Sunday, September 11, 2011


This morning, my husband will pack a suitcase and get on a plane.

I am more than a bit mindful of the irony.

You see, ten years ago today, he innocently boarded a similar flight. It was a crisp, fall day then. It is a crisp, fall day now. His mind that day was undoubtedly on the meetings ahead; not on the horror that would follow.

Today, as he looks around the terminal at his fellow passengers, I can't help but wonder if the thoughts are running through his head. Who among them has a heart full of hate? Who has children? Who is all alone? Who will never get to mend fences with loved ones or say goodbye? Who will not live to make it back home?

My fervent prayer is that those questions will not be answered. Today or any day in the future.

The days following the terror attacks ten years ago were surreal. Where we lived, normally reserved and crusty New Englanders stopped and hugged strangers on the street. Petty troubles were forgotten, crime virtually disappeared.

It felt as though we had a unified purpose. We became one people, with one heart. We were a nation under attack, and we refused to let the terror win. We rallied around political leaders, regardless of our preferred party. We took the time to call family and make sure they were okay. For once, we didn't mind waiting in line at the store or the traffic light. We found patience for our children. We clasped hands with strangers and prayed together. We felt our hearts ache for those less fortunate.

In short, we were exactly as we should be.

I am so grateful that I had the opportunity to see my country at its best. My children have never seen this firsthand, and I pray it doesn't take another horrific act of violence to bring it about again. Please take today, and remember what it felt like in those few weeks following 9-11. Remember the pride you felt for your country and your people. Remember the love you had for your fellow man and forgive those who have hurt you. Be kind to strangers and refrain from judging others. Be patient and thoughtful. Help those in need.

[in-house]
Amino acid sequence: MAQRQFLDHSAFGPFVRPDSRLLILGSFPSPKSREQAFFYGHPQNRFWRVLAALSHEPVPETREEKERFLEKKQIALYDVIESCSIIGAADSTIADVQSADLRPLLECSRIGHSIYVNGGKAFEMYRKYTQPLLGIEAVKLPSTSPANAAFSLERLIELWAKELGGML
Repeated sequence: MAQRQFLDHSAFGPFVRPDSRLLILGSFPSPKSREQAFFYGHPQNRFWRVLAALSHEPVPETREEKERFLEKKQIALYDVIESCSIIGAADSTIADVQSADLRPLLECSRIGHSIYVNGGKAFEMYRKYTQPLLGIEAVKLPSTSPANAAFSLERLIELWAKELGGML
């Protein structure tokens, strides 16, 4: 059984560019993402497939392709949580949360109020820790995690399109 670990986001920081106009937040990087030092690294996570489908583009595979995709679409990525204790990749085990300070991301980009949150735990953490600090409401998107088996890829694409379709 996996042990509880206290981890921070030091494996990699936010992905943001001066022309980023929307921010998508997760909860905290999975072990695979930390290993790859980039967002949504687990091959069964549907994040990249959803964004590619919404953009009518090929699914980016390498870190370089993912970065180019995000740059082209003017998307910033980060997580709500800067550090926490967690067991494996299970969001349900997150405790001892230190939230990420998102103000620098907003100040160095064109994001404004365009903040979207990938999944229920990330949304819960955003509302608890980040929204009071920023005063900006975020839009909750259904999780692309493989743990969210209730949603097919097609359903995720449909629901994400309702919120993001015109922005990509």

Live just a little bit better.

BE just a little bit better.

And, please, don't ever forget.


Lauren in GA said...

Stie. That was just beautiful. I cried as I read (and Little John said, "Aaaa cry?").

I love how you pointed out that we were a country at our best in the weeks that followed. So true. Thank you for this post. It is so important to be a little better.

I read your link again, too. Thank you for bringing such humanity to such tragedy.

yogurt said...

Saw the news programs coverage of the two reflecting ponds. What a beautiful tribute and comfort to the survivors. Good job, NYC.

Linsey said...

Such good advice and something we would all do better to heed. It would be tragic if this tragedy only changed us on the anniversary of its happening.

Julianna said...

Beautiful, as always.

I went into Boston today on the T. I was on the bus (long story t-construction)being shuttled to N. Quincy from Braintree when a boy, barely 18 got on. He was dressed in true "gang" attire, including a partially covered head and pants around his knees.

Not someone I'd normally strike up a conversation with, ya know?

Anyway, he asked me how to get to the State house. He took in the directions, and then looked down at his shoes. He paused and said... "Today is a sad day for me... my Aunt and Uncle were on the first plane."

My eyes filled up and it was all I could do to keep my crazy suburban white girl self from hugging him.

Just thought I'd share.

Josh is so lucky, and so are all of us. -J

Tristan said...

Beautiful post Christie!

Liz said...

Christie, I feel so lucky to be able to call you my friend. I love this post.

Read Suerbs said...

The article is so informative on the worthwhile topic let me introduce you Forex Market awesome collection, hope you will keep posting .